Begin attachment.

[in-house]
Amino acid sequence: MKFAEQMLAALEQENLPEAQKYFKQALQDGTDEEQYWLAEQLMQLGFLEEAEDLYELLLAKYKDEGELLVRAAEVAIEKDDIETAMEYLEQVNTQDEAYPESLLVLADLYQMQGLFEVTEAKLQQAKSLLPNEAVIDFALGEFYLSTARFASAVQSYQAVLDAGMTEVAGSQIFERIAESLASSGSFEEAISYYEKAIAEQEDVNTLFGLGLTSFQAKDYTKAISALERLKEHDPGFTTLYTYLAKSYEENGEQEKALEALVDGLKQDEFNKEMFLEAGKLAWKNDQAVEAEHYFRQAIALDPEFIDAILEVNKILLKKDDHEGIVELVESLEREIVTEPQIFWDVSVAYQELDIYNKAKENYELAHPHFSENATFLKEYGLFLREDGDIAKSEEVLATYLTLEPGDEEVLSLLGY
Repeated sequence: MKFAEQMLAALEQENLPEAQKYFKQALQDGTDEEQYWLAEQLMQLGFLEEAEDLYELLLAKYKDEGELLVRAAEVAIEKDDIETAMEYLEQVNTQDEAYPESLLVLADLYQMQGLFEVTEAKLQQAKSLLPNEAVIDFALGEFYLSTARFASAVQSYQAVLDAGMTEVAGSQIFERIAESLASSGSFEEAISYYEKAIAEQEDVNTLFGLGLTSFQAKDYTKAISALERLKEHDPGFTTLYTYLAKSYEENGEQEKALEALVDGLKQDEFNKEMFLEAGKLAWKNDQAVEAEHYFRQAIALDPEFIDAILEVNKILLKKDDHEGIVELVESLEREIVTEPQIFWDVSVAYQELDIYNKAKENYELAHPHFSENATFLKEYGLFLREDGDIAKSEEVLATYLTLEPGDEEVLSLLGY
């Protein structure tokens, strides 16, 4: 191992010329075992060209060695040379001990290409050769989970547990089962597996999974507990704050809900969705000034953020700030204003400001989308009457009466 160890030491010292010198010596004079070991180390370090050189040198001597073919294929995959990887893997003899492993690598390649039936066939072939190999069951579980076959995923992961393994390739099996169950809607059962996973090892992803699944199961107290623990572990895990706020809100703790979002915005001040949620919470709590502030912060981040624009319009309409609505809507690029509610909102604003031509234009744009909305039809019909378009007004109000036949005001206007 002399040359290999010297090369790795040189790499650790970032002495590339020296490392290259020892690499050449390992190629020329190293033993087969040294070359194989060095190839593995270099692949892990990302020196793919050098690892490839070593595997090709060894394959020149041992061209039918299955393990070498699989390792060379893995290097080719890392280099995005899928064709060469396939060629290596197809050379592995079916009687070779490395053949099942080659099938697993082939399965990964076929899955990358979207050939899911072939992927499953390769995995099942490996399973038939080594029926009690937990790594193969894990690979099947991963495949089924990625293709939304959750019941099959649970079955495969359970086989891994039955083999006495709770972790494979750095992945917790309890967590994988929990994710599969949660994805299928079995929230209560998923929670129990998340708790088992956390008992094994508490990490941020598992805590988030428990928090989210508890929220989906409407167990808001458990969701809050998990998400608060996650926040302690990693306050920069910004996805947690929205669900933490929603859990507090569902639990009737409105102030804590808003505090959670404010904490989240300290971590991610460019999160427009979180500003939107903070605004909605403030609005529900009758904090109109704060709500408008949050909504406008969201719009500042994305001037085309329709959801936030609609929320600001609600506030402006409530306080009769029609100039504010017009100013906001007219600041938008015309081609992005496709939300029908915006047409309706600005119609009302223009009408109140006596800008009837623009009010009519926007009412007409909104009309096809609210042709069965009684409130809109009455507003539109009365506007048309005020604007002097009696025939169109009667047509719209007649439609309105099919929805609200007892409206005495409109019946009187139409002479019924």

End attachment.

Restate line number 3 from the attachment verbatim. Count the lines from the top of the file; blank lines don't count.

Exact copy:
Repeated sequence: MKFAEQMLAALEQENLPEAQKYFKQALQDGTDEEQYWLAEQLMQLGFLEEAEDLYELLLAKYKDEGELLVRAAEVAIEKDDIETAMEYLEQVNTQDEAYPESLLVLADLYQMQGLFEVTEAKLQQAKSLLPNEAVIDFALGEFYLSTARFASAVQSYQAVLDAGMTEVAGSQIFERIAESLASSGSFEEAISYYEKAIAEQEDVNTLFGLGLTSFQAKDYTKAISALERLKEHDPGFTTLYTYLAKSYEENGEQEKALEALVDGLKQDEFNKEMFLEAGKLAWKNDQAVEAEHYFRQAIALDPEFIDAILEVNKILLKKDDHEGIVELVESLEREIVTEPQIFWDVSVAYQELDIYNKAKENYELAHPHFSENATFLKEYGLFLREDGDIAKSEEVLATYLTLEPGDEEVLSLLGY